As a new nano-scale functional material, it is necessary to achieve a uniform distribution in the composites for gaining the CNFs' excellent reinforcing effect. In this paper, CNFs were purified by the method of high temperature annealing treatment. Six surfactants, methylcellulose (MC), hydroxypropyl methylcellulose (HPMC), sodium dodecyl sulfate (SDS), dodecylamine (DDA), N, N-dimethyl formamide (DMF) and cetyltrimethyl ammonium bromide (CTAB) were used individually and combinatorially in a certain concentration to disperse the CNFs in aqueous solution. To achieve a good dispersion of the CNFs, a method utilizing ultrasonic processing was employed. The CNFs treated by the method of high temperature annealing treatment were characterized by differential thermal analysis (DTA) and thermogravimetry analysis (TGA), and the ultrasonication-driven dispersion of CNFs in aqueous solutions were monitored by UVvis spectroscopy and transmission electron microscopy (TEM). The experiments reveal that the method of high temperature annealing treatment purified the CNFs and the maximum achievable dispersion of CNFs corresponds to the maximum UV absorbance of the solution. All results show that the surfactants mixture of MC and SDS in a certain concentration of 0.4 and 2.0 g/L has the maximum dispersion effect on CNFs in aqueous solution, the optimum concentration ratio of MC, SDS, and CNFs was 2: 10: 1.

  12. Optimum Landscape Allocation of Conservation Practices for Water Quality and Ecosystem Service Valuation

    NASA Astrophysics Data System (ADS)

    Dalzell, B. J.; Pennington, D.; Nelson, E.; Mulla, D.; Polasky, S.; Taff, S.

    2012-12-01

    This study links a spatially-explicit biophysical model (SWAT) with an economic model (InVEST) to identify the economically optimum allocation of conservation practices on the landscape. Combining biophysical and economic analysis allows assessment of the benefits and costs of alternative policy choices through consideration of direct costs and benefits as measured by market transactions as well as non-market benefits and costs from changes in environmental conditions that lead to changes in the provision of ecosystem services. When applied to an agricultural watershed located in South-Central Minnesota, this approach showed that: (1) some modest gains (20% improvement, relative to baseline conditions) in water quality can be achieved without diminishing current economic returns, but that (2) more dramatic reductions in sediment and phosphorus required to meet water quality goals (50% reductions in loadings) will require transitioning land from row crops into perennial vegetation. This shift in land cover will result in a reduction in economic returns unless non-market ecosystem services are also valued. Further results showed that traditional best management practices such as conservation tillage and reduced fertilizer application rates are not sufficient to achieve water quality goals by themselves. Finally, if crop prices drop to pre-2007 levels or valuation of ecosystem services increases, then achieving water quality goals can occur with less of an economic impact to the watershed.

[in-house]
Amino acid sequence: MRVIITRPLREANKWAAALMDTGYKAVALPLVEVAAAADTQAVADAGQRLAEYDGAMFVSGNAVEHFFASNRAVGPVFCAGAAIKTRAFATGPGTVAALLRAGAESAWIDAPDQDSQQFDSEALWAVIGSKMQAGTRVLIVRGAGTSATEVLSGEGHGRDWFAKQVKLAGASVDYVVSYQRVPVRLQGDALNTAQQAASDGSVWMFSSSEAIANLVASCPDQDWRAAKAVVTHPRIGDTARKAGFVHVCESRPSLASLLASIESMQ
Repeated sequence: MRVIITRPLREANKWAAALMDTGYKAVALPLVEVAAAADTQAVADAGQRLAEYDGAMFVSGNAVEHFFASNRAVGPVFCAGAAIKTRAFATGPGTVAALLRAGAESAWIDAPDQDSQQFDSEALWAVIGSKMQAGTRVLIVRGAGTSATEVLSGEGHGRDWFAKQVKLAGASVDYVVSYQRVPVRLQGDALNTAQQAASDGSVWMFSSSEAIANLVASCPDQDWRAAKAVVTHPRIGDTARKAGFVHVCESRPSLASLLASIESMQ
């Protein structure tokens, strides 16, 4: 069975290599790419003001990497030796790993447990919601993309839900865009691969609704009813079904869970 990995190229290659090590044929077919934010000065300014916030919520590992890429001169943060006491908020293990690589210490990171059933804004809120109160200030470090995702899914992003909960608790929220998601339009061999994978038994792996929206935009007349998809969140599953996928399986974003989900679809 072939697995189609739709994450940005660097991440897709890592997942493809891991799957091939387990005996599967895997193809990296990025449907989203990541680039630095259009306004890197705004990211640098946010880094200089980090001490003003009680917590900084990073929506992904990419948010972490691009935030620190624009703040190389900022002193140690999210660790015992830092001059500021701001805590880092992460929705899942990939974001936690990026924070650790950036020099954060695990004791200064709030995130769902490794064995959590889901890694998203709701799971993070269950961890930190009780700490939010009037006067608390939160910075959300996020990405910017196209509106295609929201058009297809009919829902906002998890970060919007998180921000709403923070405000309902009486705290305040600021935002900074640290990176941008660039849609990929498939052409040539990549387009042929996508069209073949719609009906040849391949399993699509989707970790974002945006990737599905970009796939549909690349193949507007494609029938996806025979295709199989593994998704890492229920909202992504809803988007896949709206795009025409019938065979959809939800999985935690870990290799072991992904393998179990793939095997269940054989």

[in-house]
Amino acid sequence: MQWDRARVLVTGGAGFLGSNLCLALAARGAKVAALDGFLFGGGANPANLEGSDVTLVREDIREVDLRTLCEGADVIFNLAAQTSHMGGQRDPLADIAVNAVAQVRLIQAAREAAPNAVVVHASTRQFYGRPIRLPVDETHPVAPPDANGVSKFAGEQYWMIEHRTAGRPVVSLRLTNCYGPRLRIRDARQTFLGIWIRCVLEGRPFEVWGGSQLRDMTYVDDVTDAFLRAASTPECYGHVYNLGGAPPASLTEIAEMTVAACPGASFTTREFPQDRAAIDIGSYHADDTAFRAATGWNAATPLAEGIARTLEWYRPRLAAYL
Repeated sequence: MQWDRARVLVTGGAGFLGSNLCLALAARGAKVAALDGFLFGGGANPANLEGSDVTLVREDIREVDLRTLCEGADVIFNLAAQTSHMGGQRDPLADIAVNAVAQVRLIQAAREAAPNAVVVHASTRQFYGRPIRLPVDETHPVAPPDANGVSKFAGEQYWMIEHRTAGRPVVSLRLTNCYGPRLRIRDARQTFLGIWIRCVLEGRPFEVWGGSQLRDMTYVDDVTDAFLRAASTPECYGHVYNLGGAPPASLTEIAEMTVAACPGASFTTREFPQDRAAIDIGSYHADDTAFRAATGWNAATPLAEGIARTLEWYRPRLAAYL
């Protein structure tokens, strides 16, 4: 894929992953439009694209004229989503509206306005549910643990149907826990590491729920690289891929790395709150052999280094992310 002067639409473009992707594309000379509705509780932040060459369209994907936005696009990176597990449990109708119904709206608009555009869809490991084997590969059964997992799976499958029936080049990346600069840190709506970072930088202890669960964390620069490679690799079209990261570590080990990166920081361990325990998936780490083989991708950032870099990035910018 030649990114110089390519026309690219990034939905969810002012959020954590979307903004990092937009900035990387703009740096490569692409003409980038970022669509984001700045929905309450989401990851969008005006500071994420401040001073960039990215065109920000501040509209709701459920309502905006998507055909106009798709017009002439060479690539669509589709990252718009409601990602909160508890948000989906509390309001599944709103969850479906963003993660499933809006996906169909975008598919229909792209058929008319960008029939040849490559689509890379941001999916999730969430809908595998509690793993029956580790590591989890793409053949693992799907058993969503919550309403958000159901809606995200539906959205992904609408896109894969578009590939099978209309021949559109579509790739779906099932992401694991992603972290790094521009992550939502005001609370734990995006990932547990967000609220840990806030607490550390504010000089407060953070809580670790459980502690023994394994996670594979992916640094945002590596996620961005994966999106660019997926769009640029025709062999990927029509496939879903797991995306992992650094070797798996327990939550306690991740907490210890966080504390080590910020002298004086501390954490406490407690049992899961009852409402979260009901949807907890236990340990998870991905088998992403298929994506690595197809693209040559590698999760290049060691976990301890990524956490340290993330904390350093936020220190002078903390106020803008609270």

13. MT's algorithm: A new algorithm to search for the optimum set of modulation indices for simultaneous range, command, and telemetry

    NASA Technical Reports Server (NTRS)

    Nguyen, Tien Manh

    1989-01-01

    MT's algorithm was developed as an aid in the design of space telecommunications systems when utilized with simultaneous range/command/telemetry operations. This algorithm provides selection of modulation indices for: (1) suppression of undesired signals to achieve desired link performance margins and/or to allow for a specified performance degradation in the data channel (command/telemetry) due to the presence of undesired signals (interferers); and (2) optimum power division between the carrier, the range, and the data channel. A software program using this algorithm was developed for use with MathCAD software. This software program, called the MT program, provides the computation of optimum modulation indices for all possible cases that are recommended by the Consultative Committee on Space Data System (CCSDS) (with emphasis on the squarewave, NASA/JPL ranging system).